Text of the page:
Let’s see who wins, then I’ll tell you…

Matt was inspired by similar thoughts: “These famous generals are playing a game together – perhaps a strategic game like chess – which interestingly shows the similarities between a general in war and a leader in a game. There is a clear contrast in the piece, but it also reveals that these two have fewer differences than I first thought.”

Matt’s poem:

The nature of war and the thrill of games
Are no much unlike. A duet of heroes,
Armed and allied, set for any challenge,
Sitting down all the while. Finding peace in a board game.

“Four!” “Three!” Thus, the winner seems evident.
Yet the other does not back off. End has yet to arrive.

Looming, towering, threatening with helm and hand;

Nervously raised foot in response, but the battle ensues
Yet neither leader strikes. For their war attacks the psyche –

Victorious in spirit, soldiers in their fingers,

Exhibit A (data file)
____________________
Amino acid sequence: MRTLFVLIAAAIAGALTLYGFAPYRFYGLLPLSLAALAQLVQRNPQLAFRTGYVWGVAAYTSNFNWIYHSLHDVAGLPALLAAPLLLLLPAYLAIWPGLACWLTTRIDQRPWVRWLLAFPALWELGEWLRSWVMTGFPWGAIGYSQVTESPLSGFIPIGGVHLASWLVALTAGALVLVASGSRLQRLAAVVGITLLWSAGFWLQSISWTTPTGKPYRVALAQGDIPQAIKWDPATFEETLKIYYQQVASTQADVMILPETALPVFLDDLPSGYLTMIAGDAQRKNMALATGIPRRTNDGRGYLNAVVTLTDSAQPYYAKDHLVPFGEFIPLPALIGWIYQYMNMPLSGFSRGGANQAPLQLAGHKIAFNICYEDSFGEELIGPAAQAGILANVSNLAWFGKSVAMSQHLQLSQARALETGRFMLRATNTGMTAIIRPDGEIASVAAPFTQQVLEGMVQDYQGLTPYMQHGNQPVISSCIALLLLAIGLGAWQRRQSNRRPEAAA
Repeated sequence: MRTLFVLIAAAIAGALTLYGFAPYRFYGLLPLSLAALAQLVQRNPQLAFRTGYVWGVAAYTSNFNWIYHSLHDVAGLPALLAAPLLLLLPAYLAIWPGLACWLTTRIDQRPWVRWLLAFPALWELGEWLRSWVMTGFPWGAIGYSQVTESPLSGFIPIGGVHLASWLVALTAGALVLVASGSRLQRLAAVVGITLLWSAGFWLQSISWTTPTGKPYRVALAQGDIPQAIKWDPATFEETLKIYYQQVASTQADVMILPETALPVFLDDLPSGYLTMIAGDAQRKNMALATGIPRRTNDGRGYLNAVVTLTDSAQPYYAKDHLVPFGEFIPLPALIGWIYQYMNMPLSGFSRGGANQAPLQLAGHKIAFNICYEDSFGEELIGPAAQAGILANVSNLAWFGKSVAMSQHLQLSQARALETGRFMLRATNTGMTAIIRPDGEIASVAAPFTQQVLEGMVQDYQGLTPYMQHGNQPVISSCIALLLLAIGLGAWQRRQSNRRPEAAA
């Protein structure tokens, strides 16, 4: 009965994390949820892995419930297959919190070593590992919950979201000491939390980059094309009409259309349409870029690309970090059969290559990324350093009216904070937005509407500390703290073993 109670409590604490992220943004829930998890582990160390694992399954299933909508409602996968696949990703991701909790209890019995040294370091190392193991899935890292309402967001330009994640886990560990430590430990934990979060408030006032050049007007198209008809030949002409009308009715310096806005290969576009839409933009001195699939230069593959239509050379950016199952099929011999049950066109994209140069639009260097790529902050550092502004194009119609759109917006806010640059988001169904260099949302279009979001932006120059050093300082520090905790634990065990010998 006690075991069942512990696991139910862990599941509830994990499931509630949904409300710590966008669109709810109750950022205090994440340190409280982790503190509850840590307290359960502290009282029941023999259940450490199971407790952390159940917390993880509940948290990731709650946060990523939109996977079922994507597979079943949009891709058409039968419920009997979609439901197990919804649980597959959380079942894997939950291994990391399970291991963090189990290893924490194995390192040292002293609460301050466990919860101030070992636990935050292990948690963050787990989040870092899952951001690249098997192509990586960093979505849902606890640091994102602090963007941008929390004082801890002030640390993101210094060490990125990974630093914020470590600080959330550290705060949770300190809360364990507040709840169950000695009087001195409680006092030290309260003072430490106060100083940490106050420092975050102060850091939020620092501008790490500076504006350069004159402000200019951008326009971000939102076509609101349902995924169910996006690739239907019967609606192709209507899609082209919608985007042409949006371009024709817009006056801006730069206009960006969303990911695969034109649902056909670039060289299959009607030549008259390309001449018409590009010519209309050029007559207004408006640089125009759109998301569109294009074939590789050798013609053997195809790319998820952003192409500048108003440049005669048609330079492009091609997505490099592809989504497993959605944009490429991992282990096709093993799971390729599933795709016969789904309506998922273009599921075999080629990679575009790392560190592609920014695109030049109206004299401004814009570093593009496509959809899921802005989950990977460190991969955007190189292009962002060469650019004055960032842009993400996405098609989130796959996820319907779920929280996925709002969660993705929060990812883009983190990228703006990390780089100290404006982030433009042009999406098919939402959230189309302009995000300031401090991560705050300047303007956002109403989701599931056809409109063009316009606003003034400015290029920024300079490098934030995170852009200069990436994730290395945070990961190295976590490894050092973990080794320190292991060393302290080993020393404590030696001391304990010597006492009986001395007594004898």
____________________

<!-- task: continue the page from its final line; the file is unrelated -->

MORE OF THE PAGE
Strategy in mind, fate in fortune.
Perhaps soon they will take up their shields;
Until then, the real fight is in dice.

Introduction to a farewell

A trip to the British Film Institute provided QE A-level German students with the opportunity to see their set text – Good Bye Lenin! – on the big screen.

The group of 19 QE boys, from Years 12 & 13, represented the largest cohort from any school among the 200 pupils who attended the A-level event on German cinema. Proceedings on the day were conducted in German.

The 2003 film is set in 1989-1990 and tells the story of a young man who must protect his fragile mother from a fatal shock by preventing her from finding out that her beloved nation of East Germany no longer exists.

Head of Languages Christopher Kidd, who organised the trip, said: “This was an excellent opportunity for our boys to apply what they had learnt in the classroom in a new context and they really rose to the challenge.

“The boys also enjoyed the opportunity to learn about the history and development of German cinema,”

The story of Good Bye Lenin! deliberately has strong parallels with the last two years of Lenin’s life, when the leader of the Russian Revolution was living in a controlled environment similar to that portrayed in the film. With the justification that over-excitement might cause Lenin health problems, his successor, Stalin, had one-copy editions of newspapers printed for him, which omitted all news about the political struggles of the time.